All of you who read the blog – Technology trends in MR – would agree that technology has made the lives of researchers much more interesting and easier. An excited call from a friend last evening pushed me into evaluating yet another outcome of the technology revolution – Online Retail.
While we were in the midst of a discussion of how she got her favorite perfume at a huge discount from the comfort of her home, courtesy an online store, her mother called out to her to run and get some grocery from the nearby store. Her elation quickly turned into whines and excuses of why she did not want to do it and it set my mind ticking.
A quick Google search and a plethora of online grocery stores mushrooming in India showed up – MyGrahak, BigBasket, Atmydoorsteps, ecityindia – to name a few. Further search revealed that the past few months also saw the closure of similar grocery e-tailers like Nammagroceries, Harisabzi, Subzimandi, etc.
So, what is the future of online grocery retail?
According to a news report by Boston Consulting Group (BCG), Online retailing in India is pegged to be worth $84 billion by 2016. Whether this growth will resonate among the booming group of grocery e-tailers is a big question. It does look believable, due to the fact that Internet penetration is growing rapidly, with 75% of Internet users being below 35 years of age. Growing affluence and rise in the disposable income among youth is also a good sign for e-tailers, coupled with an increase in the number of working couples, with time-pressed lifestyles and growing aspirations.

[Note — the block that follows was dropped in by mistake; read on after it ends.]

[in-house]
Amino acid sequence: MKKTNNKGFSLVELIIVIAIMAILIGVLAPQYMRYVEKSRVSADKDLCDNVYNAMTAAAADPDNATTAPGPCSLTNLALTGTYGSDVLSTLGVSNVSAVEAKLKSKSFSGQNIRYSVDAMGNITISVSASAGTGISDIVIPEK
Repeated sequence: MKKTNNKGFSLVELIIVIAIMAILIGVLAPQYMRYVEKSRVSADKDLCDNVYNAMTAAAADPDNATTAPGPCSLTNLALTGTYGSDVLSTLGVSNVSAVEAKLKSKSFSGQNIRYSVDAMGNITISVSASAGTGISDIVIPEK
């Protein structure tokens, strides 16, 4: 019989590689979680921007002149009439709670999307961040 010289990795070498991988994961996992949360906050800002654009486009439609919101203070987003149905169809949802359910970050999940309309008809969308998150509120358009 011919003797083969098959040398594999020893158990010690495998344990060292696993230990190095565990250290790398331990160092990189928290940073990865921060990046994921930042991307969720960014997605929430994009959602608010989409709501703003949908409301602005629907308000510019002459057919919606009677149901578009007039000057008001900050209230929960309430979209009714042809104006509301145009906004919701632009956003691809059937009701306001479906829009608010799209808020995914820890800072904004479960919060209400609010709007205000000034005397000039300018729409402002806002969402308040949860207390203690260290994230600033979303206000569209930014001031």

However, a closer look at the market dynamics paints a shade of gray over the likelihood of their sustainability. Firstly, we cannot ignore the fact that overall Internet penetration is still quite low in India. To add to it, online grocery retailers are operating in one of the most complex categories. The grocery market is characterized by huge inventories, varied SKUs with uneven pack sizes, products which are highly perishable, a complex supply chain and umpteen offline players (accounting for 95% sales). Moreover, online retailing requires a solid offline process and distribution management, which makes it tough for new players to combat millions of competitors in the form of established “Mom and Pop” or “Kirana” stores, roadside vendors and chains of organized retail.
Purchase occasions are an important aspect of grocery shopping behavior. Most online stores require the customers to place advance orders (over website, e-mails or phone call) and provide some buffer time for delivering products. Hence, e-tailing is suitable for well – planned and repeated monthly purchases, and not for ad-hoc refills and ‘urgent items’. Indians also have a habit of shopping daily for fresh produce, which they tend to pick and feel before purchasing. E-shopping would deprive them of this joy!
On the business side, start-ups in the e-tailing space are hampered by low margins in the range of 15-18% in grocery and 20% on household utilities. Cut-throat price competition, discount offers/ deals and the high cost of human resources to deliver service, makes it difficult for start-ups to survive. Unless they invest heavily in their own dependable supply-chain, the business is not robust enough to be sustainable in the long run.
Perhaps, it is wiser to start a low-cost hybrid model like that of Aaramshop, which integrates existing offline retailers by providing them online space and face, or focus on gourmet/ specialty food (like Imperialstore). Or maybe follow the example of U.S company Greenlings that retails only organic food, or simply steer clear of offering fresh produce and sticking to packaged goods only?
This blog post is written by Bhawana Khater, Associate Insight Consultant – Shopper & Retail, Brandscapes Worldwide. Bhawana, a typical Calcutta girl, loves puchkas and moori at anytime of the day, as long as they don’t have too much ‘jhaal’ (spice).
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